I’ve been back in Plumas County a whole week after six weeks in Los Angeles County. For most people in Plumas County that sounds like some sort of hell…. but hey, you guys had a fire and for the first time in my life the air was better in LA County than Plumas!

So I used to go on vacation to exotic locations hoping to get lost in the world and have to use my wits and body to get home….trying to find opium in Laos, navigating subways in South Korea , staring down purse snatchers in Budapest, being chased down the beach by single guys chanting teach me English in the Phillippines, a Japanese izakaya where my bosses chanted eat the horse! eat the horse! until I swallowed a mouth full of basashi—raw horse sushi---waking up in my bellydancing clothes and not remembering ever putting them on….that sort of thing….

But now I have two kids and a car with over 100,000 miles on it and a grandmother in southern California who needs to be convinced by the end of my visit to move in with my aunt. So adventure travel is all about driving down Interstate 5 to grandmother’s apartment we go.
My husband was working on getting a job, and then working so he couldn’t spend six weeks with us in southern California. ….so this was also my first experience as a single parent.
I piled the kids in the car after the last T-ball game at home in Greenville and plan to make it to Santa Nella, CA—Diego wants to stop here because of the windmill of Pea Soup Andersons with bright lights. I understand completely. This is the same reason I’ve been to Reno, Nevada—inexplicable pleasure of blinking or moving lights in the night air.

For most of the evening, we stop only at Starbucks bathrooms along the way. No one peed in their seat or projectile vomited for the first four hundred miles so I was feeling pretty damn confident. The last thing as the mother in the front seat you ever want to hear from the back seat is a quivering voice that says’’mommy?...and then (hurl sound).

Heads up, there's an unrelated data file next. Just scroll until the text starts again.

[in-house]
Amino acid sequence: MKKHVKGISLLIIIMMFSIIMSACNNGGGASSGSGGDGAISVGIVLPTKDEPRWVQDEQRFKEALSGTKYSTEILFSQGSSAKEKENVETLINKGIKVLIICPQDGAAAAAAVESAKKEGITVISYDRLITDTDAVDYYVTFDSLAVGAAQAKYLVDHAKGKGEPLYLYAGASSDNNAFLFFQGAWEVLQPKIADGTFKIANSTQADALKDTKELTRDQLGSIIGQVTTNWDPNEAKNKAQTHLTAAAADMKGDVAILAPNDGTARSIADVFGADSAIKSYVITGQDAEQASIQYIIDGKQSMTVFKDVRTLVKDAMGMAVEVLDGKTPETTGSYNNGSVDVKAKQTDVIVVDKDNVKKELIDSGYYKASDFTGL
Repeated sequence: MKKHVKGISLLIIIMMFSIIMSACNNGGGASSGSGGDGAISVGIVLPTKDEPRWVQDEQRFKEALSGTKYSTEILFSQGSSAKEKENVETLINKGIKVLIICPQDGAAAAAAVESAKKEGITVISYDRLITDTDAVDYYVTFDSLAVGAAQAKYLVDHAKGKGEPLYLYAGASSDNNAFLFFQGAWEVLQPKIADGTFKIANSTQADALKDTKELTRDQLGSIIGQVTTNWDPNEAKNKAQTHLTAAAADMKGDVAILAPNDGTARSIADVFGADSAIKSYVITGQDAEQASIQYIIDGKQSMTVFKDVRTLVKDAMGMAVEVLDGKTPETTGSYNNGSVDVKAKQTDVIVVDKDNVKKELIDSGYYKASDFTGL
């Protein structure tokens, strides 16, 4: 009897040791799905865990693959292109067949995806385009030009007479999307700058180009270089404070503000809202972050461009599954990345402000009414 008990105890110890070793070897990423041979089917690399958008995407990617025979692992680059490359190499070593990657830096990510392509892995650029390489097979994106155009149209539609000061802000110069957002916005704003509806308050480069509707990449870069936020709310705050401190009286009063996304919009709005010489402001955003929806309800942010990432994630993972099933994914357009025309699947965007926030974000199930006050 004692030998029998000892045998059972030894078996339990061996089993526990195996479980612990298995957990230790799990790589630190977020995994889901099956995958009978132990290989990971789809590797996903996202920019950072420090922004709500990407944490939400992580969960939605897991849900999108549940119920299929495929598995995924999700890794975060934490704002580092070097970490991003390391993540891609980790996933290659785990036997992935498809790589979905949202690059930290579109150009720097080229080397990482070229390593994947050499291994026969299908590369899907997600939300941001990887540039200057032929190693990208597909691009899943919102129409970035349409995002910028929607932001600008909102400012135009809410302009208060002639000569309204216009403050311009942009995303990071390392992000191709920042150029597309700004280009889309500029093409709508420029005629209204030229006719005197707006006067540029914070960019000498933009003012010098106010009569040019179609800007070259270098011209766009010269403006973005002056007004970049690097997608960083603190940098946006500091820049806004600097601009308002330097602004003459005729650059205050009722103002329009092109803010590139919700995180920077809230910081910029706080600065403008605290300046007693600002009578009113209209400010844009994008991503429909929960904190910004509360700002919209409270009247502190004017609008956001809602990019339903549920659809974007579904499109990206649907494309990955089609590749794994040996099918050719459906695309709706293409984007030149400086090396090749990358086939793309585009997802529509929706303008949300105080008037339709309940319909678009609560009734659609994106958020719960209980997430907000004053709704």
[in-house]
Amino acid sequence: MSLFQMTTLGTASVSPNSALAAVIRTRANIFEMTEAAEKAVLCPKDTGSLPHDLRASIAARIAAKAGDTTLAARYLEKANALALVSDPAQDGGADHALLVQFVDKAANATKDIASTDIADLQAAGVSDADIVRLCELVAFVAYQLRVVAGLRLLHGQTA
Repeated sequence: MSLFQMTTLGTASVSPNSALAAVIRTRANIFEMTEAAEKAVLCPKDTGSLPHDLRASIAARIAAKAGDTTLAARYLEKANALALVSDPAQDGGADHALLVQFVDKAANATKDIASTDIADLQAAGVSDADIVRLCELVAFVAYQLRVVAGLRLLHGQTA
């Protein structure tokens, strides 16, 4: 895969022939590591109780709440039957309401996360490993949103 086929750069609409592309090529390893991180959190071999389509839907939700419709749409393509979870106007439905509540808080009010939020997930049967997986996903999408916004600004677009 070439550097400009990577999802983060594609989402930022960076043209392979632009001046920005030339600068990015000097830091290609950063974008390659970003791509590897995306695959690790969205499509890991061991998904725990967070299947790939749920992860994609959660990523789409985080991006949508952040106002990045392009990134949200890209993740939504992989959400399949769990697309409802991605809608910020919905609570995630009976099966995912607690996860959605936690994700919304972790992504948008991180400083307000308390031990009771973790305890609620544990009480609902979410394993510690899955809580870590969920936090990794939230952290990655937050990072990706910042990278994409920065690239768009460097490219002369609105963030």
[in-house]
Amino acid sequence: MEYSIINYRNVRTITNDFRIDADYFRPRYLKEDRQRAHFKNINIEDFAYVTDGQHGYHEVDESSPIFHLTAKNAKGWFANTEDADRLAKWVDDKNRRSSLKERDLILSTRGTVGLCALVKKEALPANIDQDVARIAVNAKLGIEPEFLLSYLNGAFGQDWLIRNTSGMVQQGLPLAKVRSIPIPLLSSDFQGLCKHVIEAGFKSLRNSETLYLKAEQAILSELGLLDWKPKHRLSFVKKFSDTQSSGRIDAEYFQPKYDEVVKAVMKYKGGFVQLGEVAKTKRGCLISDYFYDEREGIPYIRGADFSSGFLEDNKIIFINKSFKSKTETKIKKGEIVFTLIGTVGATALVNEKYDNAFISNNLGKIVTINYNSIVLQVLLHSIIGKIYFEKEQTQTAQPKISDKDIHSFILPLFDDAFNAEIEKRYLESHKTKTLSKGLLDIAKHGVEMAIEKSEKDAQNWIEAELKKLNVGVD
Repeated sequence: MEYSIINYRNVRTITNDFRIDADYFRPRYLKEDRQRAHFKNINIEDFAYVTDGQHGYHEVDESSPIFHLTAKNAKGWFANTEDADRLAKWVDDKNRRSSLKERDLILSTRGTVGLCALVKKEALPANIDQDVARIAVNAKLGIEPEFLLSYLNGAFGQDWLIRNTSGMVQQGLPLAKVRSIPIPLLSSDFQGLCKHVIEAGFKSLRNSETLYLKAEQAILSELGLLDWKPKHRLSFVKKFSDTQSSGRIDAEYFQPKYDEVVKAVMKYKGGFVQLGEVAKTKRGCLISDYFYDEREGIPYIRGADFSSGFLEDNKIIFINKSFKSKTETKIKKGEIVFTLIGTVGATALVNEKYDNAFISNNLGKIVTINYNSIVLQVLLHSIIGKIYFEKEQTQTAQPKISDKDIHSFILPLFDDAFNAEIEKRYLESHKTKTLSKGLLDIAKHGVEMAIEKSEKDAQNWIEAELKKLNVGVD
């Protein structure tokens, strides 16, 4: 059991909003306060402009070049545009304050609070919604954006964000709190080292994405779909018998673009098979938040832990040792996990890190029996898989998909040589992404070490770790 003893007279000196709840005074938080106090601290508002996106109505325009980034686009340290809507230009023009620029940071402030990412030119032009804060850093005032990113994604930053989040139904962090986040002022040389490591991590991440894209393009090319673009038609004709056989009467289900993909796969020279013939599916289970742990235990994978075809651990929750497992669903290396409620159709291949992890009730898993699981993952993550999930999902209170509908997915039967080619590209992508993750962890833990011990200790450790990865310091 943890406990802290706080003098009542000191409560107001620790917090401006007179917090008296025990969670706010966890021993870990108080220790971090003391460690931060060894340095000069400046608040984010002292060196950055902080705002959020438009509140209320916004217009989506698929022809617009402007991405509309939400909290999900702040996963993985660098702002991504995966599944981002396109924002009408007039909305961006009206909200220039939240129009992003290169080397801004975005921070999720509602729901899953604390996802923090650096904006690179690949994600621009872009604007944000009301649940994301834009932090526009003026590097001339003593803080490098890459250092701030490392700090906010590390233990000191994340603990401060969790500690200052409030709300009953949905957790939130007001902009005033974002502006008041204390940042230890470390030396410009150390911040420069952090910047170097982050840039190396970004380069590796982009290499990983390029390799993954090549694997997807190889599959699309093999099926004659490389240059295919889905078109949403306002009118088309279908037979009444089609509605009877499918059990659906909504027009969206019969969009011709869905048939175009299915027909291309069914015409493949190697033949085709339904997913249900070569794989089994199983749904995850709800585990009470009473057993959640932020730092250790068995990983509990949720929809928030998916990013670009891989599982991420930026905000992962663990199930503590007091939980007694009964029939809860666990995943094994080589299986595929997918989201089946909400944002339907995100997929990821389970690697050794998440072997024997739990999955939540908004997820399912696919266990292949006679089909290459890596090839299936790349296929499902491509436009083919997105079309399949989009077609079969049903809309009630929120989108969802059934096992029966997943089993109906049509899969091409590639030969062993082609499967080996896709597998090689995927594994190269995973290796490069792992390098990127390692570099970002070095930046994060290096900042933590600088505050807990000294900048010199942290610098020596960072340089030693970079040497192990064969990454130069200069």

So we stop in Santa Nella where my son is totally excited about the idea of continental breakfast (as well as the blinking lights)! Since we don’t allow sugary cereal in the house, vacation is the time to go nuts…he selects a box of Trix! And doesn’t of course know what it is because we don’t have tv and he tries it with milk and exclaims to me---it’s candy! It’s a candy cereal! Mommy! They made a candy cereal! He runs to wake up his sister. Paloma—they’ve got a cereal and it’s made of candy!

At this point I feel like a bad parent because having neglected to raise my kids on TV and processed food has made them kind of like first generation immigrants , they are wide eyed on the world and so unhip. They love motels with their TVs and pools and air conditioning and bottles of lotion and shampoo. When a commercial comes on it’s no different than a show and they want me to stop the DVD and play it back. (And no they don’t know TIVO exists either). What the heck is this mommy?! It just makes my kids look stupid not to know about crystal meth and munchies in kindergarten but…we still feel it’s for the best to keep them out of these particular cultural loops.

So we are driving along, just got gas, got my double green tea latte to go, kids are hydrated and asking are we there yet, been driving two hours just passed a sign that says 100 miles to Los Angeles or so—it’s a clear day and I can see the Grapevine in the distance. And so can apparently my car because it goes from 75 miles an hour to about 0 in the space of 1 minute. Like it took one look at the Grapevine and decided—100 degree heat? LA traffic? You guys go on with out me. I’m staying here.